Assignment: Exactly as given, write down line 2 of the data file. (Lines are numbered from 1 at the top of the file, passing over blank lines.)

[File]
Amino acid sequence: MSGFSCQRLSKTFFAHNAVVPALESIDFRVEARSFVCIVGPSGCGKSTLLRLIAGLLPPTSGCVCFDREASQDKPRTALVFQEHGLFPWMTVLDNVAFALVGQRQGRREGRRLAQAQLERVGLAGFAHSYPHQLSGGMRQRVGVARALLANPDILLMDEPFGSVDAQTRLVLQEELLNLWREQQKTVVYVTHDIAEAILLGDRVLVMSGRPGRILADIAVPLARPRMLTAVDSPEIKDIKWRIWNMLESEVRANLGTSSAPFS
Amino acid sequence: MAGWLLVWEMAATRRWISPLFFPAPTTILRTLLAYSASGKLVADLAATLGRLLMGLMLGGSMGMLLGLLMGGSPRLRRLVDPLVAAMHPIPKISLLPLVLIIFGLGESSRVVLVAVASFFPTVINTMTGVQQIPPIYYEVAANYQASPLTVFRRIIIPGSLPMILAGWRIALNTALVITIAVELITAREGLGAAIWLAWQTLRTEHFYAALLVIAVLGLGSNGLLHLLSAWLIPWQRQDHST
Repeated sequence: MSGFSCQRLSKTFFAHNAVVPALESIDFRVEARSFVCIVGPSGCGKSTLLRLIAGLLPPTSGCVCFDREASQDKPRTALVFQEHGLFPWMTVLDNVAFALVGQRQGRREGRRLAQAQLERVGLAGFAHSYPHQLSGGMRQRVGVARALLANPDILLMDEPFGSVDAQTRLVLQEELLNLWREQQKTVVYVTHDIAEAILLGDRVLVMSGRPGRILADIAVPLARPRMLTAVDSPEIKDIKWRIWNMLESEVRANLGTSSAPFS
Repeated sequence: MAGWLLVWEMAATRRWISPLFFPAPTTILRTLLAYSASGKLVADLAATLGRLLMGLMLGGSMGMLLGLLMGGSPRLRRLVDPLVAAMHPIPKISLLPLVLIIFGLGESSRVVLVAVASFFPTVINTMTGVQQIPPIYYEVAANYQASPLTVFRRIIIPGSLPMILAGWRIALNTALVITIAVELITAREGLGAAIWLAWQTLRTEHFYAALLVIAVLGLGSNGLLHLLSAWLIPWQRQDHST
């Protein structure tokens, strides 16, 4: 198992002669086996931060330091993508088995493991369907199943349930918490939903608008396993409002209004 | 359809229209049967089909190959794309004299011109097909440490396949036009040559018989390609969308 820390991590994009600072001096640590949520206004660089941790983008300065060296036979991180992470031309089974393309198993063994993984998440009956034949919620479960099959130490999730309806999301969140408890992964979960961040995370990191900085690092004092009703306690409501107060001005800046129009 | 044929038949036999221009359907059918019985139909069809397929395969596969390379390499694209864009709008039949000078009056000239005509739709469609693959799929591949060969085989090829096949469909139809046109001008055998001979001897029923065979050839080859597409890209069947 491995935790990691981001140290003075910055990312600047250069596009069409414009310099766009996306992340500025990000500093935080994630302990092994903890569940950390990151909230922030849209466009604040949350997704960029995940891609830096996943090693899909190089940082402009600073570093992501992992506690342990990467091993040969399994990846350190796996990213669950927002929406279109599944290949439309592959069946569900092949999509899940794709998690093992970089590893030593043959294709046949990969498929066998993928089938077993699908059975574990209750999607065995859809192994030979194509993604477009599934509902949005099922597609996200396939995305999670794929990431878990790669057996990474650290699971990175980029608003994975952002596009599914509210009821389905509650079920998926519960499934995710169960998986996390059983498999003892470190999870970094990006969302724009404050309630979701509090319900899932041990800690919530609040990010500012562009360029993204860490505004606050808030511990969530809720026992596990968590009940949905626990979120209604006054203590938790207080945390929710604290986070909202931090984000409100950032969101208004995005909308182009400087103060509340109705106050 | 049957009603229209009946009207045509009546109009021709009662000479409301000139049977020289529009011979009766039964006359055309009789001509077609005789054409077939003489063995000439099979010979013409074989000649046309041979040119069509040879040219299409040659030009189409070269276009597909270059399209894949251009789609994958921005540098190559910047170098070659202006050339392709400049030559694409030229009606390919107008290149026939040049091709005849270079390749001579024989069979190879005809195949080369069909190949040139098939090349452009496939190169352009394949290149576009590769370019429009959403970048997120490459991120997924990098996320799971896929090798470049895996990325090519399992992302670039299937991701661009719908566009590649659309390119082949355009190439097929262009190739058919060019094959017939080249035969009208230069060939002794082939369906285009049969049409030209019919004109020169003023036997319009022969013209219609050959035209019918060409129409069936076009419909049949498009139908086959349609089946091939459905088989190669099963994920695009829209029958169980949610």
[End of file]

Amino acid sequence: MAGWLLVWEMAATRRWISPLFFPAPTTILRTLLAYSASGKLVADLAATLGRLLMGLMLGGSMGMLLGLLMGGSPRLRRLVDPLVAAMHPIPKISLLPLVLIIFGLGESSRVVLVAVASFFPTVINTMTGVQQIPPIYYEVAANYQASPLTVFRRIIIPGSLPMILAGWRIALNTALVITIAVELITAREGLGAAIWLAWQTLRTEHFYAALLVIAVLGLGSNGLLHLLSAWLIPWQRQDHST